Trial begins today for Edith Delgado

The long-anticipated trial of Edith Delgado, the 19-year-old Redwood City woman accused of driving recklessly in a crash that killed two members of the Tongan royal family and their driver, is scheduled to begin today.

Prosecutors say on July 5, 2006, Delgado was “dangerously” switching lanes in her Ford Mustang on U.S. Highway 101 in Menlo Park. She was allegedly driving in excess of 85 mph when she struck the sport utility vehicle carrying the royal couple as she tried to pass. The SUV rolled over several times, killing the three passengers.

Delgado faces up to eight years in prison for the deaths of Prince Tu’ipelehake, 56, and Princess Kaimana, 46, who were on a diplomatic mission, and their driver, Vinisia Hefa, 36, an East Palo Alto resident. Delgado was arrested at the scene for reckless driving and subsequently passed sobriety tests.

Prosecutors have said that at the time of the crash, witnesses reported seeing her racing a black Cadillac Escalade.

Prosecutors are not saying whether there are any suspects in the racing incident.

“We expect the trial to begin as planned,” said Deputy District Attorney Steve Wagstaffe, who believes jury selection and opening statements may be completed by the end of the day today. The trial start date of March 19 was delayed because an expert witness for the defense was hospitalized with a serious illness.

Delgado has pleaded not guilty to three felony counts of vehicular manslaughter with gross negligence. She has been in custody on $1 million bail, which has been reduced since her initial bail was set at $3 million.

Delgado’s attorney, Randy Moore — who has not returned recent calls for comment — said in a February interview that the incident was a tragic traffic accident and that Delgado was not recklessly speeding.

“There were allegations that either she was racing her car down the roadway or that she was going at speeds of 90 mph and all of those allegations have triggered the prosecution in this case. It’s not true that she was racing,” Moore said in the interview. “This was just an accident. It wasn’t gross negligence and it wasn’t criminal.”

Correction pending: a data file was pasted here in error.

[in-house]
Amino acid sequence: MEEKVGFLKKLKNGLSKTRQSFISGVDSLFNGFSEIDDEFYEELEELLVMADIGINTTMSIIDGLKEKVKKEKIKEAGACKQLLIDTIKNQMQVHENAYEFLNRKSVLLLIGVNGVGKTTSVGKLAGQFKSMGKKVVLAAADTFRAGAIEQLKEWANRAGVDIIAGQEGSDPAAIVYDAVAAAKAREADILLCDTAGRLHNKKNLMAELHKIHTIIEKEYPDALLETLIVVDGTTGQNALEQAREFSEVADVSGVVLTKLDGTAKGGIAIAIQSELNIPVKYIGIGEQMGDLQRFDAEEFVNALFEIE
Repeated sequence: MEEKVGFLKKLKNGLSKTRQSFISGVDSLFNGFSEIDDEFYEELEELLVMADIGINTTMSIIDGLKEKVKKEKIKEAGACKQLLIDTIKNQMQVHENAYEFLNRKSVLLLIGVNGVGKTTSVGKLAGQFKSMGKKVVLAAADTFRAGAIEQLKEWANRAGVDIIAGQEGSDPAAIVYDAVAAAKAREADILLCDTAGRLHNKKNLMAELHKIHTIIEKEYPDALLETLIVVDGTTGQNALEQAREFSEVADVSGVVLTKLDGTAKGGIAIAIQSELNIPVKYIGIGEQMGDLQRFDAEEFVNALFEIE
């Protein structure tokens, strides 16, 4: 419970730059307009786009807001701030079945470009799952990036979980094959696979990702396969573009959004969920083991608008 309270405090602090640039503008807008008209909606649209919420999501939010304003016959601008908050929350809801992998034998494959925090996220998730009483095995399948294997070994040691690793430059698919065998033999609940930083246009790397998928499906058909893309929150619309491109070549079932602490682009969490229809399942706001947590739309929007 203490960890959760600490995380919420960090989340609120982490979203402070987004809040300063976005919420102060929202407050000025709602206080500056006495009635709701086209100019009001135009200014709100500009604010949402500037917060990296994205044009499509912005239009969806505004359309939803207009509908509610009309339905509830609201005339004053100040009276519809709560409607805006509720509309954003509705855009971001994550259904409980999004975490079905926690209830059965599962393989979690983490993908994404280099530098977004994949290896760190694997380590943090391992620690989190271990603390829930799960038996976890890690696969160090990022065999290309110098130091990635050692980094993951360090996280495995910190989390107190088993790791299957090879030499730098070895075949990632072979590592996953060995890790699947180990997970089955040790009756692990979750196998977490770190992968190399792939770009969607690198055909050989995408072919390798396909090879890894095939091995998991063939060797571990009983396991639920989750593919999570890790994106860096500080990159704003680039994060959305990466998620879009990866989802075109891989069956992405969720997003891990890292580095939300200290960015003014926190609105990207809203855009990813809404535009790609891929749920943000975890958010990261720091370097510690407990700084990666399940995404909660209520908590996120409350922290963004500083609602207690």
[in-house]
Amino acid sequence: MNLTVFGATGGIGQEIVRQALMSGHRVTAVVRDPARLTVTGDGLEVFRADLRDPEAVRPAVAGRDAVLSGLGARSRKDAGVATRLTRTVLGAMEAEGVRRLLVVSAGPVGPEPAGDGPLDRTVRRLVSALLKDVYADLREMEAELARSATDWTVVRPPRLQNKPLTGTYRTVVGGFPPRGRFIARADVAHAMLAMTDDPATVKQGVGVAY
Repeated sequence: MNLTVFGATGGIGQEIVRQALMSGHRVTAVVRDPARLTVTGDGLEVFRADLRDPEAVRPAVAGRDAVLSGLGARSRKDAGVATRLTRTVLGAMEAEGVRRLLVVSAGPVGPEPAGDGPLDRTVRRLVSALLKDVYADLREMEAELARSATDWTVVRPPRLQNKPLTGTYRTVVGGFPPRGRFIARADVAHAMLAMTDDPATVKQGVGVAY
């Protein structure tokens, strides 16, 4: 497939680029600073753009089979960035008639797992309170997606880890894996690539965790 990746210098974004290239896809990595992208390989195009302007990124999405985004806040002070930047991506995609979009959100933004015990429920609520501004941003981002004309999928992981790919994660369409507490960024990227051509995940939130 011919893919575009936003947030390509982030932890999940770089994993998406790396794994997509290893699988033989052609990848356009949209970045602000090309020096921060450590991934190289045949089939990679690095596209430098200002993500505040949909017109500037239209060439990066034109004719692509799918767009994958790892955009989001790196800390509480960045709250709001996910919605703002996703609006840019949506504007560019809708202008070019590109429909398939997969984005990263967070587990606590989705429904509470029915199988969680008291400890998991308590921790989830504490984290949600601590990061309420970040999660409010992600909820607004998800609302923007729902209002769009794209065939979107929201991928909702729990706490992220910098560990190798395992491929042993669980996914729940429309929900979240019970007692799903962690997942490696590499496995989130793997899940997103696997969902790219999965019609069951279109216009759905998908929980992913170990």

bfoley@examiner.com

Bay Area NewsLocal

Just Posted

Pregnant women are in the high-risk category currently prioritized for booster shots in San Francisco. (Unai Huizi/Shutterstock)
What pregnant women need to know about COVID and booster shots

Inoculations for immunosuppressed individuals are recommended in the second trimester

Examiner reporter Ben Schneider drives an Arcimoto Fun Utility Vehicle along Beach Street in Fisherman’s Wharf on Tuesday, Oct. 19, 2021. (Kevin N. Hume/The Examiner)
Could San Francisco’s tiny tourist cruisers become the cars of the future?

‘Fun Utility Vehicles’ have arrived in The City

The Science Hall at the City College of San Francisco Ocean campus is pictured on Jan. 14. The Democrats’ Build Back Better bill would enable free community college nationwide, but CCSF is already tuition-free for all San Francisco residents. (Kevin N. Hume/The Examiner)
What Biden’s Build Back Better bill would mean for San Franciscans

Not much compared to other places — because The City already provides several key features

A directional sign at Google in Mountain View, Calif., on Oct. 20, 2020. Workers at Google and Amazon are demanding their companies pull out of Project Nimbus, a $1.2 billion contract to provide cloud services for the Israeli military and government. (Laura Morton/The New York Times)
Google and Amazon employees criticize $1.2 billion cloud services contract with Israel

‘We can create a world in which tech companies can thrive without doing harm’

Most Read